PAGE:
Admins and users with the Has SpotIQ privilege can run an R script.

The R language is an open source programming language used for statistical computing. As such, knowledgable users can use R to perform sophisticated analysis in a ThoughtSpot environment.

This section explains the feature and how to use it. It is not meant as an R primer. To learn more about R and how to use it, visit the R Project for Statistical Computing.

Understand R script requirements in ThoughtSpot

ThoughtSpot provides R running as a service within a ThoughtSpot cluster. Permissions are restricted. This means the R script does not have permission to issue system commands.

The ThoughtSpot cluster has pre-installed the basic R packages. If your script requires a specific package, you must request your ThoughtSpot cluster admin to install the package on your behalf.

ThoughtSpot internally transforms and binds an R script prior to sending it to the cluster’s R service. The system expects each script have a well-defined structure which is the following:

####R SCRIPT####
<Fill script body>
####COLUMN BINDINGS (ONE PER LINE)####
<Fill column bindings here>

The scripts contains the column bindings with the answer results appearing as parameters in the R script. ThoughtSpot expects for each .paramn in R your script must provide a corresponding binding. The following pseudo code illustrates an R script in a form suitable for ThoughtSpot:

####R SCRIPT####
df <- data.frame(.param0,.param1, ...);
...
write.csv(..., file=#output_file#, ...);

Notice that .param0 refers to first column in column binding and .param1 refers to the second. Should you need a third binding, you would use .param2 and so forth.

The output of the script is either PNG or CSV. This example script uses #output_csv# to emit data in a CSV (tabular) format. Use #output_png# to emit data in PNG format.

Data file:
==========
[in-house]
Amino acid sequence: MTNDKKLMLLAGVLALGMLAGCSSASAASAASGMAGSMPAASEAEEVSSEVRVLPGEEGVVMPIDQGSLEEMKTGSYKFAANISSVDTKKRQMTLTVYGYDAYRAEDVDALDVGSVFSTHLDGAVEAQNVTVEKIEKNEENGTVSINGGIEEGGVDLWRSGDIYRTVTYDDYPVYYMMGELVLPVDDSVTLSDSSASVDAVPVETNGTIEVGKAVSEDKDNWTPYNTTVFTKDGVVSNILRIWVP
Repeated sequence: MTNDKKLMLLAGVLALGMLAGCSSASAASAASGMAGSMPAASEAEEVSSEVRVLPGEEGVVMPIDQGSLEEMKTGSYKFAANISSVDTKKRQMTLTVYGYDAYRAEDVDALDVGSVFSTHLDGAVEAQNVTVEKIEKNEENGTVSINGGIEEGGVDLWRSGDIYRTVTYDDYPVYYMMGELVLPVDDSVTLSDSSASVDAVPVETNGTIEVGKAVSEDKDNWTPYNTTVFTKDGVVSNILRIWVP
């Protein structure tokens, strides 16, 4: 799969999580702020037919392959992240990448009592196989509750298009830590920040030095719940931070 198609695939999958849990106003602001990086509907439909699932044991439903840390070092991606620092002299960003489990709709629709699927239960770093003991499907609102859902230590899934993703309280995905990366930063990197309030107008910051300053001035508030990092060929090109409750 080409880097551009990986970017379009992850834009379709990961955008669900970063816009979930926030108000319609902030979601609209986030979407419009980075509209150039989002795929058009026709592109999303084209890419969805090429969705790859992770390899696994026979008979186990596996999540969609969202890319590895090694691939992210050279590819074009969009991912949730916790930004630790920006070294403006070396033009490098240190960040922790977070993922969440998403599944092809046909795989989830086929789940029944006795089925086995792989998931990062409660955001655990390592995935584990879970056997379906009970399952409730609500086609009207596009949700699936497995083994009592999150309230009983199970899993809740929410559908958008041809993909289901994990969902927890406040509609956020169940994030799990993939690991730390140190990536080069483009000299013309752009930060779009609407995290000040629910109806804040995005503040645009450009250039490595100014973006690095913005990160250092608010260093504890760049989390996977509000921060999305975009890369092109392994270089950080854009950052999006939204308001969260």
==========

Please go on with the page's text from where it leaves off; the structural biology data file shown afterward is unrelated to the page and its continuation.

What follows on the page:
Presently, error reporting is limited for R scripts in SpotIQ. You should validate your R script independent of your ThoughtSpot environment. Once you are sure they are free of syntax or other errors, then try the script in ThoughtSpot.

Try a Custom Analysis with R

The following illustrates how to run an R analysis on data that has a sales column and a zip code column.

  1. Sign into ThoughtSpot and go to the Search bar.
  2. Use Choose Sources to locate a source with sales and zip code data. This example uses Sporting Goods Retail Worksheet data.
  3. Enter sales store zip code in the search bar.

    If your source contains the proper data, you should see something similar to the following:

  4. Click the View R analysis icon View R Analysis icon.

  5. Enter this sample script in the field.

     ####R SCRIPT####
     library(ggplot2)
     set.seed(20)
     df <- data.frame(.param0, .param1)
     cluster <- kmeans(df[1:2], 3, nstart = 20)
     cluster$cluster <- as.factor(cluster$cluster)
     png(file=#output_file#,width=400,height=350,res=72)
     print(ggplot(df, aes(.param0, .param1, color = cluster$cluster)) + geom_point())
    

    This script binds .param0 to Sales and .param1 to the Store Zip Code column.

    You can see from the script that the output should be PNG (#output_png#).

  6. For Select column(s) for R analysis, make sure that both Sales and Store Zip Code columns are selected.
  7. For Output Filetype, make sure PNG is selected as the output format.

  8. Click Run Analysis.

    SpotIQ runs your analysis in the background.

  9. When the analysis is completed, you should see the results in PNG format similar to the following:

You can run another R script directly on this result to get CSV results. Try this on your own. Here is the script to give you CSV output:

###R SCRIPT####
set.seed(20);
df <- data.frame(.param0,.param1);
cluster <- kmeans(df[1:2], 3, nstart = 20);
df$Cluster <- as.factor(cluster$cluster);
colnames(df)[1] <- 'Sales';
colnames(df)[2] <- 'Zip Code';
write.csv(df, file=#output_file#, row.names=FALSE);

Syntax help in the dialog

Use the i icon to see help for the R syntax.